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Mormons Rock

An article in Newsweek by Walter Kirn on June 5, 2011, called “Mormons Rock” discusses the “Mormon moment” initiated by the Mormons (a nickname for members of The Church of Jesus Christ of Latter-day Saints) who have become so prominent in public life.  From the Osmonds to Mitt Romney, Mormons are “out there.”  Kirn complains a little about Romney’s and Jon Huntsman’s choice not to discuss their religious beliefs any more than they have to.  Kirn feels that they could dispel many misperceptions if they were more open about their religion.

Pew Study on Mormons in AmericaAs usual, the article’s description of Mormon theology uses tone and vocabulary that make Latter-day Saints–Mormons– (members of The Church of Jesus Christ of Latter-day Saints) sound pretty weird, indeed.  In this, Kirn is part of the problem without even realizing it.  Though he grants that Mormons excel  because of their theology, and invites Romney and Huntsman to clarify doctrine, he describes Mormon theology in terms that would make even Mormons cringe.

Cases in point? Kirn’s allusion to “special underpants, magic spectacles.”  Mormons wear a symbolic religious garment under their clothing, just as Orthodox Jews where the tzitzit under theirs.  Special religious clothing is found in virtually every religion on the earth.  They are sacred and represent covenants with God. Why give this aspect of Mormon faith such disrespect, then?  “Magic spectacles” refer to the Urim and Thummim, mentioned in many places in the Bible, and they have always been part of the Israelite religion.  Why is something that was revered when Moses and Aaron had possession of it, derided today?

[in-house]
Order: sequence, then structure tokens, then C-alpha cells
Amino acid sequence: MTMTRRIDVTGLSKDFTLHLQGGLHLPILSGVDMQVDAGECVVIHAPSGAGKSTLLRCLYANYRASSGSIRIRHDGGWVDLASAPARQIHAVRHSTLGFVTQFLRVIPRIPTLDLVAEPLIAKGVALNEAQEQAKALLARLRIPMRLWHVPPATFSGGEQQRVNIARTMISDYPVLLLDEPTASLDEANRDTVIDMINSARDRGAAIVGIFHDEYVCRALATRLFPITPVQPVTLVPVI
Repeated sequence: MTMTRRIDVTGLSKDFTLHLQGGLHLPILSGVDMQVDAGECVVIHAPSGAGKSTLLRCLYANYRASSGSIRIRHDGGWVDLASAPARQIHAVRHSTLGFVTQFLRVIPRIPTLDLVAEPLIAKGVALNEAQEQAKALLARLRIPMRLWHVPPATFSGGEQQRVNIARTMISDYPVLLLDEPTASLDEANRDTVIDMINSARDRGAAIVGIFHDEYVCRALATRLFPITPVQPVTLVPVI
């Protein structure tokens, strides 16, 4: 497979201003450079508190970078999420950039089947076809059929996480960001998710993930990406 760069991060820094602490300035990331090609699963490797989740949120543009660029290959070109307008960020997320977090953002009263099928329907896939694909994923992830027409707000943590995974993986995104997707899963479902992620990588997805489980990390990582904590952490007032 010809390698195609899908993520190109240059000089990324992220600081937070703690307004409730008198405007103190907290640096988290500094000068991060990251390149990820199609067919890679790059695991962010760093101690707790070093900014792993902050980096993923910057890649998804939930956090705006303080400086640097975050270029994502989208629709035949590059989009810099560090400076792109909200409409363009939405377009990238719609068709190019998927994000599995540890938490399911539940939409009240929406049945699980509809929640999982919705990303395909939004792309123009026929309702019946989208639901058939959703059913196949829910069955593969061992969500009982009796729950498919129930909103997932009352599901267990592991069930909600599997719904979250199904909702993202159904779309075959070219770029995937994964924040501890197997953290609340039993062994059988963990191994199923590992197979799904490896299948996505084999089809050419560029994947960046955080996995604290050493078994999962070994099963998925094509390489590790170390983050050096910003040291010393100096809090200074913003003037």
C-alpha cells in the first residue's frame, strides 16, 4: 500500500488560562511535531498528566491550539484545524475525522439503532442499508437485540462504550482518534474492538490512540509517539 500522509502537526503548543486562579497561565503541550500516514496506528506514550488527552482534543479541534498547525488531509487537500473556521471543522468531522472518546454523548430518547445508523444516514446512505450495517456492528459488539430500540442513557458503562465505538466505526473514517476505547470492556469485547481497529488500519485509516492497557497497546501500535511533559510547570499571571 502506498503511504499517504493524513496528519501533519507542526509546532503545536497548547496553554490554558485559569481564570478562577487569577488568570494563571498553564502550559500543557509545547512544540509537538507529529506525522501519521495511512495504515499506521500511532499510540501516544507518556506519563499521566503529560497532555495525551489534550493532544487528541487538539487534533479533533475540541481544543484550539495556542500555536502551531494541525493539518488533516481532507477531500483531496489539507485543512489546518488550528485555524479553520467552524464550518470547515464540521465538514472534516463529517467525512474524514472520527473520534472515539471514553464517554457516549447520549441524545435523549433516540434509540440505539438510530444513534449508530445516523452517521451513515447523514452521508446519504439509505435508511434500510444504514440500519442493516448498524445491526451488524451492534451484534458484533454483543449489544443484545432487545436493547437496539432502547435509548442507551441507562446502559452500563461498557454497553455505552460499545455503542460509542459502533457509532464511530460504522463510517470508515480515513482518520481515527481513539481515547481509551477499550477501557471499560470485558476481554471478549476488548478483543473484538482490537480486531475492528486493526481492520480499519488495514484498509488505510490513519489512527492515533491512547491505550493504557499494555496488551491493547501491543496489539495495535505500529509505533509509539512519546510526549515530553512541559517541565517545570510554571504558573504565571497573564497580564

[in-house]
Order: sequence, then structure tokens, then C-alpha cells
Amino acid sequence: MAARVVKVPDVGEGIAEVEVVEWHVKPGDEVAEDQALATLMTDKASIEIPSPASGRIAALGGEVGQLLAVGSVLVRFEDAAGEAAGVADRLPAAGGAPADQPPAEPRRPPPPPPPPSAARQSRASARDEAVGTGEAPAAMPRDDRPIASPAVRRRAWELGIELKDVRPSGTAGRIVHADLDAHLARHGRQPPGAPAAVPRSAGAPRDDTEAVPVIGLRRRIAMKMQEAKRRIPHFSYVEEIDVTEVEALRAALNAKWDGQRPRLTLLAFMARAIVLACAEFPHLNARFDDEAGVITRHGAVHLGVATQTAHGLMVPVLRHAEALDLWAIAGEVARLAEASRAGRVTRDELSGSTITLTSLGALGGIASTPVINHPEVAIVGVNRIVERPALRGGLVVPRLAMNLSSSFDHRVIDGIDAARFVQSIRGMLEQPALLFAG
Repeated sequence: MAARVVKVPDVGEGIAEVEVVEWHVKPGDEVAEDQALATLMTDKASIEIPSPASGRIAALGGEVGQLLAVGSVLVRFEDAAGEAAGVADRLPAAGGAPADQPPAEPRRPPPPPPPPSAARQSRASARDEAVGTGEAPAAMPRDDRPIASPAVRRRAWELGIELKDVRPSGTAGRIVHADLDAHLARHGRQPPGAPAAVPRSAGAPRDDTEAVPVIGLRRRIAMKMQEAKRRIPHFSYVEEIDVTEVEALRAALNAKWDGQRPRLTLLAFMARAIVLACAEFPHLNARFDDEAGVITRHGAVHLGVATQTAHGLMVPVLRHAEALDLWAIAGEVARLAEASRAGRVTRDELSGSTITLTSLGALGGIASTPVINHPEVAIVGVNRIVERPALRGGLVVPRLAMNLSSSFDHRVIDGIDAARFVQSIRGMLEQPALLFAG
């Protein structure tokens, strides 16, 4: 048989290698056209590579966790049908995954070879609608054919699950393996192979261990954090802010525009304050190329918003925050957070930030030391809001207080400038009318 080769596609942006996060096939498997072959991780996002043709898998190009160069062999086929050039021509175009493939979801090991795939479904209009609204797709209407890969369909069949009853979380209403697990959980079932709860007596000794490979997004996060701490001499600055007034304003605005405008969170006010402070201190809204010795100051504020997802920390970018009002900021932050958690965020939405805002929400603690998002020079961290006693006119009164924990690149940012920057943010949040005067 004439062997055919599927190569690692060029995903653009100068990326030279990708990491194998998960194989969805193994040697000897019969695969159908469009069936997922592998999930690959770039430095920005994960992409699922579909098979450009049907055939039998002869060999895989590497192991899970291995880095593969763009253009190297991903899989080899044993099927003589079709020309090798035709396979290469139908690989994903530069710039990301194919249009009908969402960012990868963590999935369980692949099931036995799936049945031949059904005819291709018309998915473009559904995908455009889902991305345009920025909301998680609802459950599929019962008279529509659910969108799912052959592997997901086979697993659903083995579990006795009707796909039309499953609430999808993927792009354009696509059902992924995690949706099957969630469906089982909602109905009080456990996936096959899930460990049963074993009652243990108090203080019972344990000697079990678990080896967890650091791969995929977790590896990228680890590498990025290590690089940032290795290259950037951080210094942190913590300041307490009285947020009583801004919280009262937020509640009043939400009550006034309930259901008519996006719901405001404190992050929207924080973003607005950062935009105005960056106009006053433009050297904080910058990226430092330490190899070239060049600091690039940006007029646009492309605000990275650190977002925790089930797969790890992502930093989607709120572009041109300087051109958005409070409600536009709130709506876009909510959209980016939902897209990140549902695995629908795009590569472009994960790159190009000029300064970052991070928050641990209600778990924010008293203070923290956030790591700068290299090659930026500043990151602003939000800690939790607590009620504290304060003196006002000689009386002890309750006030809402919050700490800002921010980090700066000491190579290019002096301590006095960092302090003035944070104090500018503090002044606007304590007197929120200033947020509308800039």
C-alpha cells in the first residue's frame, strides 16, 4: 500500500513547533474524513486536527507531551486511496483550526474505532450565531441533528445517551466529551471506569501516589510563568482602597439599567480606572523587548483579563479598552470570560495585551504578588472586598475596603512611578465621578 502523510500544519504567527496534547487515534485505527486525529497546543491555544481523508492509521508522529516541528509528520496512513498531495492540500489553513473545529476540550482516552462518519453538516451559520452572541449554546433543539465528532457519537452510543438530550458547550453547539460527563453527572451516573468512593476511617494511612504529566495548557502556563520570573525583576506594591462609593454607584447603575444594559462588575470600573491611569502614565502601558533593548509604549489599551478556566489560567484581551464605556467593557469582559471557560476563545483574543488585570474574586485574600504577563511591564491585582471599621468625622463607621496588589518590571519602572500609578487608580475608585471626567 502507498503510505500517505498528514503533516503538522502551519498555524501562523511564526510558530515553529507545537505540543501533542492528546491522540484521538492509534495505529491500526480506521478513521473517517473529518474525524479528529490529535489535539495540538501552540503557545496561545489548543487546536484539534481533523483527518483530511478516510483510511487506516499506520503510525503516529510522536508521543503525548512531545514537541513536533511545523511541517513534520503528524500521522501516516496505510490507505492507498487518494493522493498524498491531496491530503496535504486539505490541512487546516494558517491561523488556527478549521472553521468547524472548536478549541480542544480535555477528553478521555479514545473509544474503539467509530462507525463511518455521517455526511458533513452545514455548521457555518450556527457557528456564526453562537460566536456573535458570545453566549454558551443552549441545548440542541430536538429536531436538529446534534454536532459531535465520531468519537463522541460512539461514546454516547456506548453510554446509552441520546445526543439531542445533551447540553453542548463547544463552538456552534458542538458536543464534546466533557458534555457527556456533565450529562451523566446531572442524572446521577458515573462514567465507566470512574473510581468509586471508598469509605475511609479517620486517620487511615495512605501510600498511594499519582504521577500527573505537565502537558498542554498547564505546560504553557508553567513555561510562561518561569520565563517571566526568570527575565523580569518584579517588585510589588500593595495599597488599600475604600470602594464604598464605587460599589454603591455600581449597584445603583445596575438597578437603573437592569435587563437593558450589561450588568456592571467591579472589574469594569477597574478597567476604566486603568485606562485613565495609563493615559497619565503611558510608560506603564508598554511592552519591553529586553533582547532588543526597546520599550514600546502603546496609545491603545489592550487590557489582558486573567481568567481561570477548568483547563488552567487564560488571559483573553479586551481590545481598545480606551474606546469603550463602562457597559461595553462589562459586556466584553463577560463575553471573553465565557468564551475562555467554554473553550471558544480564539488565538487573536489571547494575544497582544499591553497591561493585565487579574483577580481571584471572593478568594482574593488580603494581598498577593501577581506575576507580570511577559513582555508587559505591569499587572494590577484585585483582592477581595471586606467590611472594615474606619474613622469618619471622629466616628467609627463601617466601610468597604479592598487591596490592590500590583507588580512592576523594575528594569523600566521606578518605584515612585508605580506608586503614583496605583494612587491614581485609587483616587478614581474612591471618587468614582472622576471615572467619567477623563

In the meantime, anti-Mormonism is hitting a new peak, and everyone seems willing to tolerate it, when they definitely wouldn’t, if it were any other religion.  Another case in point is the Book of Mormon musical winning awards on Broadway.  It is obscene and slanderous from beginning to end, but the critics love it, and there is hardly a voice of dissent.  Had this sort of material been staged with Judaism as its theme, the same critics would hearken back to the anti-Semitism of Nazi Germany and roundly condemn the production.

In these ways, Kirn is not helping Mormons be understood.  But he has landed on some important points:

  • The doctrines and practices of Mormonism can generalize to public life and bear success — David Neeleman’s business practices; Stephenie Meyer’s restrained characters; Stephen Covey’s social and organizational concepts.
  • The doctrines and practices of Mormonism make Mormons good citizens.

Kirn discerns that “it is [Mormons’] distinctiveness that is influencing the broader culture.”  Mormons are leaders, because their religion makes them successful, and they lead by teaching correct principles and then allowing the people they lead to govern themselves (the philosophy of founder Joseph Smith, which relies on the God-given gift of free agency).

To read the Newsweek article, “Mormons Rock,” click here.

KSL News responds to the Newsweek article.

Meanwhile, Evangelical Warren Cole Smith wrote an article that called any Mormon unfit to serve.  Head of Public Affairs for The Church of Jesus Christ of Latter-day Saints, Michael Otterson, answered that article in the Washington Post.  To read it, click here.

Additional Resources:

Learn about Mormons at the official site of the Church of Jesus Christ of Latter-day Saints (inadvertently called by friends of other faiths as the “Mormon Church”).

The Book of Mormon is a sacred text similar to the Bible. Request a free copy today.

Attend a local meetinghouse and gain your own perspective on Mormons.

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